Jack's Picks Vol. 9
Man, this week's picks are so chill. So psychedelic. So relaxing and overwhelmingly full of solid tracks for your eardrums. Surprisingly, we are on Volume 9 (!) of these weekly record selections. If you're not having any of the nonsense below though, definitely browse our back catalog of vinyl picks on the blog.
Mac Demarco - Another (Demo) One
I didn't think I'd hit the streets and go record digging on Record Store Day. We had a really killer promotion running on Saturday, but "new release" type crowds usually aren't my thing. Overcome by my own hypocrisy and the betrayal of the personal standards I have only just divulged to you, I ended up at Chicago's Reckless Records and purchased this Record Store Day exclusive.
This is a sweet album. Another One came out less than a year ago in August of 2015. With just 8 tracks, the original release clocked in at just over twenty-three minutes. I didn't realize it at point-of-purchase, but Another (Demo) One is sort of an expanded release featuring eight more previously unreleased demo tracks. The Record Store Day exclusive version is also pressed on red vinyl, giving it that extra tinge of specialty.
This particular album feels a lot more contemplative than his previous releases. To me, the entire record feels like one long track—which I like. It's definitely an album about love, but the songs don't bash you over the head with mushy-gushiness or ham-fisted lyricism. This is the album you put on after meeting that next someone, breaking it off with a longtime lover, or daydreaming about the person you don't really have.
It's also funky. Super funky, and filled to the brim with Mac Demarco's trademark twang and dream pop jangles. You should listen to this album, just give it a try.
The verdict: Give it a go, you might just like it.
Price: $20 (They only pressed 1000 copies, but maybe there is a non-RSD LP?)
Where: Ask your local record store—they may have leftovers.
The Grateful Dead - Live / Dead
This is one of the best albums in my collection. I don't even play it that often for fear that I'll spill something on it or drop it out the window at the end of some Rube Goldberg calamity. It's basically my holographic Michael Jordan rookie card.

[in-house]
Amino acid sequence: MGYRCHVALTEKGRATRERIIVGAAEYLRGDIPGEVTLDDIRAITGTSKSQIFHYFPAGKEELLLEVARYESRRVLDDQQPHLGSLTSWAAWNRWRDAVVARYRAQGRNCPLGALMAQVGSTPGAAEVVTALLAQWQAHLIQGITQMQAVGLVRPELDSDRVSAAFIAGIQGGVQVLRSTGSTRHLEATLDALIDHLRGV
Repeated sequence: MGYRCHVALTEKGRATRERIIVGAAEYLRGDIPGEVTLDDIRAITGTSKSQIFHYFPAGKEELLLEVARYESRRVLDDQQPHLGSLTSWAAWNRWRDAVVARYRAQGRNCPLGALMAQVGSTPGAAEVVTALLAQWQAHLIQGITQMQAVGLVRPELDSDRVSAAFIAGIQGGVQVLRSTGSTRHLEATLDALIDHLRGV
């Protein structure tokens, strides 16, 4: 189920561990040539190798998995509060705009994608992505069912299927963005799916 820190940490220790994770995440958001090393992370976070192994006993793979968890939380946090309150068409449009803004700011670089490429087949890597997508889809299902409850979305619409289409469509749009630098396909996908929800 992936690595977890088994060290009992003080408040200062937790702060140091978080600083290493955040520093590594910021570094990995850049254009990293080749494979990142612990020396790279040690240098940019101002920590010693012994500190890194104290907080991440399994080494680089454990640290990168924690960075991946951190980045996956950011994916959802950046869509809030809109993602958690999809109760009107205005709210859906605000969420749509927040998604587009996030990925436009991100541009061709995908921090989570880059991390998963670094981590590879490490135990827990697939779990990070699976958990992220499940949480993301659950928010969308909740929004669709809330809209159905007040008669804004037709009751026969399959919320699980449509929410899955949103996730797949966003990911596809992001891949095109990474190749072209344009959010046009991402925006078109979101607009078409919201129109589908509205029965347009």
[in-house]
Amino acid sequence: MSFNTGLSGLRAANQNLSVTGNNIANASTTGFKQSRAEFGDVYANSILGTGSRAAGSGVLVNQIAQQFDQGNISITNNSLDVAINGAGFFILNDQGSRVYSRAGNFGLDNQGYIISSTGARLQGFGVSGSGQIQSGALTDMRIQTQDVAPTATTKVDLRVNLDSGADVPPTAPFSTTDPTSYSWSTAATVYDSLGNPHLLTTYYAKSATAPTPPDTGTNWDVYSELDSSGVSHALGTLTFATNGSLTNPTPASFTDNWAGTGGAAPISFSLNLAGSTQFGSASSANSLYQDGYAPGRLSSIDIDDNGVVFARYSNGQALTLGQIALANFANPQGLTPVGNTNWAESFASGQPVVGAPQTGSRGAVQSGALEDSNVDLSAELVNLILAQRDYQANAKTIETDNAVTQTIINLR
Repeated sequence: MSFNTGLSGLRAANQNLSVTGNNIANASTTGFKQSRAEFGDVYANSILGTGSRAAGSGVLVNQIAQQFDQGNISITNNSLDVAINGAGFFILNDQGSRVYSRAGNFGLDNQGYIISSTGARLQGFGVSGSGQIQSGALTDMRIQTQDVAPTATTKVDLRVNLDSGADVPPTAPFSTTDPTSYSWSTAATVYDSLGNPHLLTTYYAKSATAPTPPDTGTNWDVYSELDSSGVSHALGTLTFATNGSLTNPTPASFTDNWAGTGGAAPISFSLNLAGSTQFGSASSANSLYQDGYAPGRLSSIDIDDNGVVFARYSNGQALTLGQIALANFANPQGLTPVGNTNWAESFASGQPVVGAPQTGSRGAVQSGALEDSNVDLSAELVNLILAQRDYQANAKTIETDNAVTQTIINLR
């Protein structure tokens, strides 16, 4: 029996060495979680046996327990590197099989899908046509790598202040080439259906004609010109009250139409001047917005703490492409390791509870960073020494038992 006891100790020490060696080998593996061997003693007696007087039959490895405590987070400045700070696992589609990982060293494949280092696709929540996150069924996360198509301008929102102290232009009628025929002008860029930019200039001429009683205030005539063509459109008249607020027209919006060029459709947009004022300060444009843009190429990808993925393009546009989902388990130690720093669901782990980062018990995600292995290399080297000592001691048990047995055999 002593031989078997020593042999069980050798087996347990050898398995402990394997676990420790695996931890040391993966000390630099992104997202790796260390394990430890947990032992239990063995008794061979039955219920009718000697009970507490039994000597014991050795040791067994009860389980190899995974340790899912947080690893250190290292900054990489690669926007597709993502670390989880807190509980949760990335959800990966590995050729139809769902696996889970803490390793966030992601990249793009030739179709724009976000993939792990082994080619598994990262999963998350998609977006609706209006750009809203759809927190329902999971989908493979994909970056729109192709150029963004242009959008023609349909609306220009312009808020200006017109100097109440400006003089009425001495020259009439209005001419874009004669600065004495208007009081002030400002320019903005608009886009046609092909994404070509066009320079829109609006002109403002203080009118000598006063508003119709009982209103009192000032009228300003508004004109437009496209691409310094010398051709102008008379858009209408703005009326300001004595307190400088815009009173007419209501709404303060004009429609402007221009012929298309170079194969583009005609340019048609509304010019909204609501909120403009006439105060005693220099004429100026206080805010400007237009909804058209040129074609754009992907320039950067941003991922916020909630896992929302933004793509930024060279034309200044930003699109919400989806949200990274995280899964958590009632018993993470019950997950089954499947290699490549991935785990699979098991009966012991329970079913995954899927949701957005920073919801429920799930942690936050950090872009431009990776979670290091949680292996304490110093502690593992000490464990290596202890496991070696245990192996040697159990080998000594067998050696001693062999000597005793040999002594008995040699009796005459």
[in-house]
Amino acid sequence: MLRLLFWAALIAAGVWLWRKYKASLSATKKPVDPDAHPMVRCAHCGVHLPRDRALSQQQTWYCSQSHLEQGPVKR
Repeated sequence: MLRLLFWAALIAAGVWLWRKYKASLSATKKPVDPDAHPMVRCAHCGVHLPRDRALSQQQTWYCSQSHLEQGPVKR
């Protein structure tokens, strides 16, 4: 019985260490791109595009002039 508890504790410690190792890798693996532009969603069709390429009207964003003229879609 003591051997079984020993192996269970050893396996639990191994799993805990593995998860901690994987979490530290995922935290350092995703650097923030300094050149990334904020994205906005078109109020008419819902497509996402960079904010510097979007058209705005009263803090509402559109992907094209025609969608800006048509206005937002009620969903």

The Grateful Dead, among everything else, were pioneers in the audio recording industry, eons ahead of most of their contemporaries. The improvisation the band employs on this album is quite literally amazing. These are tracks that, after listening to this album, you couldn't pay me to listen to again on a traditional studio album. An over-exaggeration, but live Dead, to me, sounds so much better than the restricted studio material. There are some songs ("Scarlet Begonias", "Casey Jones") I still really enjoy in studio format, but for the most part, I'll take the Grateful Dead live any day of the week.
This album...is...amazing. There are only six tracks, but the album still manages to be seventy-five minutes long. This LP is a compilation of concert recordings from 1969, just before the release of Workingman's Dead (1970). My favorite Dead track of all time, "St. Stephen," kicks off the album alongside a twenty-three minute version of "Dark Star." One of the best parts about the Dead is their ability to skyrocket off into an unfamiliar tangent, only to land seamlessly back into familiar territory and straight into your favorite refrain.
I think this is what puts a lot of people off about the Grateful Dead—that the songs are too long, or it just sounds like nonsense. Try it like this, though: think about one of your favorite songs. Most of the time, that song is just going to sound the same. No permutations. But with the Dead, I feel like you get a different version each and every time—even if it's just a small departure.
The verdict: If you like the Grateful Dead, even a little bit, definitely give this album a shot.
Price: $15-$50 (based on condition / availability)
Nite People - p.m. 180-Gram Reissue
I've mentioned this before, but I love digging through the psychedelic / prog section in the record store. What a bunch of strange selections. The album art never disappoints, and most of the time you can discover some pretty solid, hidden gemstones.
Enter Nite People's p.m. I wouldn't say I'm enthralled by this album, but I am definitely not disappointed. Reckless always types up these nice little descriptors on the album's label, so I bought this LP because it was "dominated by heavy organ and guitars." Nite People definitely bring out some crunchy guitar, and the organ does not disappoint. It's very underground sounding, and there's a couple tracks that could easily be additions to the Midnight Cowboy soundtrack.
"Reach Out I'll be There" is probably my favorite track. It starts out with an awesome marching drum anthem, followed by that signature soaring guitar prominent in only the best of prog rock. The bass is cranked up real loud, and there's a pretty sweet harpsichord-esque organ interlude before the song's triumphant closure.
This is a super diverse album. .p.m. shifts gears from psychedelic rock, to prog, to funk, and even features a Zappa Cover, "Peaches In Regalia," on the B-side. I picked up my copy for $15 at the local record store, but it may prove hard to find.
The verdict: If you're feeling adventurous, pick it up.
Condition: Used or New
And that wraps up this week's picks. If you have any comments, lay it down in the comments below and let’s start talkin’. I’d also be curious to see what you picked up this weekend, or what you’re planning on playing first on your Floating Record when it arrives. Until next time.